Let’s face it. None of us looks forward to getting old, but we try to do it with as much grace as possible. For some women though, menopause, a hormonal change that should come later in life, comes sooner than expected. Instead of dealing with hot flashes, night sweats, mood swings and all the other symptoms of menopause in their 50s, they’re facing it in their 40s or even younger. And as if early menopause isn’t bad enough, studies now show that it increases their risk for osteoporosis and even shortens their life expectancy.
Swedish researchers from Skane University Hospital in Malmo conducted a study of almost 400 women over the course of just under 30 years. They found that of the women who started menopause before the age of 47, 56 percent developed osteoporosis compared to just 30 percent in the women who started menopause later in life. Women suffering from osteoporosis are at greater risk for bone fractures, bone pain, and loss of height due to bone loss. Their findings also showed that women who had undergone early menopause had a greater risk of fragility fracture and death with a rate 17 percent higher than the women with later menopause. The rate of fractures in women with early menopause was 44% compared to 31% in those women who entered menopause later.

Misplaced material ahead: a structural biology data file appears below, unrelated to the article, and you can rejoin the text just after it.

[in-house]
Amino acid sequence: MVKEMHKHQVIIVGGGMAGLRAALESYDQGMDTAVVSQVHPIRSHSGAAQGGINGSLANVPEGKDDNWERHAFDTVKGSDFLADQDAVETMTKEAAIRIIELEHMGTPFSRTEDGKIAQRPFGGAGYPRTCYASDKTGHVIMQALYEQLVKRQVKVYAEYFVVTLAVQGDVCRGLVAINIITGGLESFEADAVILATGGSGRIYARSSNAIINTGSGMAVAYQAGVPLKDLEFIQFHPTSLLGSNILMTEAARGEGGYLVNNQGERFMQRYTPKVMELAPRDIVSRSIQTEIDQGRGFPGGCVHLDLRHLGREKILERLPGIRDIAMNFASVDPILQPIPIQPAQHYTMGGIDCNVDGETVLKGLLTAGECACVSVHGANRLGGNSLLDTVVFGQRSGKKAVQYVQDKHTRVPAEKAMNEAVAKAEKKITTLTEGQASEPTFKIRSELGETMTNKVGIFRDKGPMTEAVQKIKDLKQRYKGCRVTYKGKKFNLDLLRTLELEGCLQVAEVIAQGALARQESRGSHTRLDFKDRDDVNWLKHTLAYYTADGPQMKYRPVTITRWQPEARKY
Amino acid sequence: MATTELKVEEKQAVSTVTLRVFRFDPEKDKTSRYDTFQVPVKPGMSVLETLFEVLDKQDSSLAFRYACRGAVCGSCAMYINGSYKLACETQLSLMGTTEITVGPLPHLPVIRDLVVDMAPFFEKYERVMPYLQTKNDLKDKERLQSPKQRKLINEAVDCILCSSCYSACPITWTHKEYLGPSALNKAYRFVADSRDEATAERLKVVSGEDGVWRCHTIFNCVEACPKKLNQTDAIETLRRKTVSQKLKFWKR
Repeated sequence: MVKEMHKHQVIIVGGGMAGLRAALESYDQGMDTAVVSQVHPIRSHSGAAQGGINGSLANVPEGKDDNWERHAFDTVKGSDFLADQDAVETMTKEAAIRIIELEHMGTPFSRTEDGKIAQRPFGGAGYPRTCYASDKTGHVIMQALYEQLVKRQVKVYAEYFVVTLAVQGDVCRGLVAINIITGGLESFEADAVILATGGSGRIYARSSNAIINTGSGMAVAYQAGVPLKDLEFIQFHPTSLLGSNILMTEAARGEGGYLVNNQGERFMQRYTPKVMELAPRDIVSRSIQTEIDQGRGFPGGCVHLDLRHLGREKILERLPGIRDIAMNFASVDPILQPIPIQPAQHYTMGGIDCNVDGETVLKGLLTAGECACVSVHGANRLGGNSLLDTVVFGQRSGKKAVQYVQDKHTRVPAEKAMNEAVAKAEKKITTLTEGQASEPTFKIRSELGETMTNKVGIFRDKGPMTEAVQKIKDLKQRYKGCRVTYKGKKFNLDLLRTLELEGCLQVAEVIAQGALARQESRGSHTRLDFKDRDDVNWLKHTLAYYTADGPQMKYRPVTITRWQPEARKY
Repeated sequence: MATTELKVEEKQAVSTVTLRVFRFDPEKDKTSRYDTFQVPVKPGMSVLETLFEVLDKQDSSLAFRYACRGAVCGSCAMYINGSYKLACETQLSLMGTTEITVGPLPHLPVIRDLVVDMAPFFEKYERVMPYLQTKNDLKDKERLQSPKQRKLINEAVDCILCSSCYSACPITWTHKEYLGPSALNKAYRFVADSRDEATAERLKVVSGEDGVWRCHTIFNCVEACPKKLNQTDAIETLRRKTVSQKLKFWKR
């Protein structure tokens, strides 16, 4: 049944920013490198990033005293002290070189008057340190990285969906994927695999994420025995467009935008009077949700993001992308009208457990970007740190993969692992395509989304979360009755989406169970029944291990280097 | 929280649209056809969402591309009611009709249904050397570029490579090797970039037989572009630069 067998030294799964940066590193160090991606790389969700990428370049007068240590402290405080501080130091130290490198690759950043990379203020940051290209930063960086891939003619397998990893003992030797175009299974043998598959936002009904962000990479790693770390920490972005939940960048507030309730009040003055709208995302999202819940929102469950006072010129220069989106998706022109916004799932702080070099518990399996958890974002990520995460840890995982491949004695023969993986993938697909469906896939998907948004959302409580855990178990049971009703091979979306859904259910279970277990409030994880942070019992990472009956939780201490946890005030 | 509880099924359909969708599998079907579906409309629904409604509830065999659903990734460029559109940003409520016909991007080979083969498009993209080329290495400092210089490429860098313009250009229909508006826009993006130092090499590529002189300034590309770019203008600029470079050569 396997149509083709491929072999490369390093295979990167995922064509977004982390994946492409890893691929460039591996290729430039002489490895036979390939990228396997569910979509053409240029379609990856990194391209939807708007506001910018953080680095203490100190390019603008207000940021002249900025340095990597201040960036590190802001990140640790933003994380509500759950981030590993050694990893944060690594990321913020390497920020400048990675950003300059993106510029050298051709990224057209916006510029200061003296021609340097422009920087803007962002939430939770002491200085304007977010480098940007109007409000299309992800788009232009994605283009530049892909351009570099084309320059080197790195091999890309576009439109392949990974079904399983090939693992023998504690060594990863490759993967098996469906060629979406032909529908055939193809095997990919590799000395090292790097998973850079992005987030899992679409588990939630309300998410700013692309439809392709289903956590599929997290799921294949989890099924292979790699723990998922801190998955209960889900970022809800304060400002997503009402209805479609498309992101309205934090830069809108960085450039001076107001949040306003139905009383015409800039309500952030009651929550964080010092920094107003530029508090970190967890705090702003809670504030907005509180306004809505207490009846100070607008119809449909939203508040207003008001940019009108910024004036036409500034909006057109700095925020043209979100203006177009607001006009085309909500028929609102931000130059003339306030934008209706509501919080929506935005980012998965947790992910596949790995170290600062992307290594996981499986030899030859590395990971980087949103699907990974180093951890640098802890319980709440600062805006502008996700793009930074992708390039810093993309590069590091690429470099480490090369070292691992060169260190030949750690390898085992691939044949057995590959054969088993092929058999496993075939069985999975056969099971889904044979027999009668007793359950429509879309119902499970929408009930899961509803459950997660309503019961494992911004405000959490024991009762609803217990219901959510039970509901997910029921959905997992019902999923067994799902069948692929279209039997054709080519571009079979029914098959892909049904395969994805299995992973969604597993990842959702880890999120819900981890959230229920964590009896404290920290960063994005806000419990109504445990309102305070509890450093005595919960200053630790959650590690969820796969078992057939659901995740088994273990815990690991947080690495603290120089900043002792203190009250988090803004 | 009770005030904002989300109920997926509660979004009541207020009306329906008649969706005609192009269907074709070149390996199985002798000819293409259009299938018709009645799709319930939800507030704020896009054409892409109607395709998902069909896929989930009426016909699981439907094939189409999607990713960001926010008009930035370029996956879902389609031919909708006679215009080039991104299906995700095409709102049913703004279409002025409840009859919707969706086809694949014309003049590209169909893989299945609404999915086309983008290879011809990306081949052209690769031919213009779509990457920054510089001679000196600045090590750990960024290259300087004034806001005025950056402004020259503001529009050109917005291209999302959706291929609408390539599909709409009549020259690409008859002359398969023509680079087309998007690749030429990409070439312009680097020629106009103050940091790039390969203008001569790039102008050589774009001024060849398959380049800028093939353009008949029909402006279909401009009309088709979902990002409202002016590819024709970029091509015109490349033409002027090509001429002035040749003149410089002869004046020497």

The cause of early menopause is not yet clear, though there seems to be a link between it and premature ovarian failure, hysterectomies, chemotherapy, and possibly even stress. Premature ovarian failure has been associated with Fragile X syndrome, so there may be a genetic link. Unfortunately, preventing and reversing early menopause is not yet possible, but there are ways to decrease your risk of osteoporosis. The bone masses of most women peaks in their 20s. You can increase yours by getting plenty of calcium, vitamin D and exercise. A balanced diet and thirty minutes of weight training or other moderate exercise every day can make big difference when it comes to your bone health.
The association found between early menopause, osteoporosis, and death is causing some to call for more studies to determine a more definite correlation. The higher mortality rate in women with early menopause does need further study in order to address the confounding variables, such lifestyle, medications and smoking. In the meantime, we should take the results as a warning to take care of our bodies, particularly our bones, as early as possible.
— Yvonne S. Thornton, M. D., M. P. H.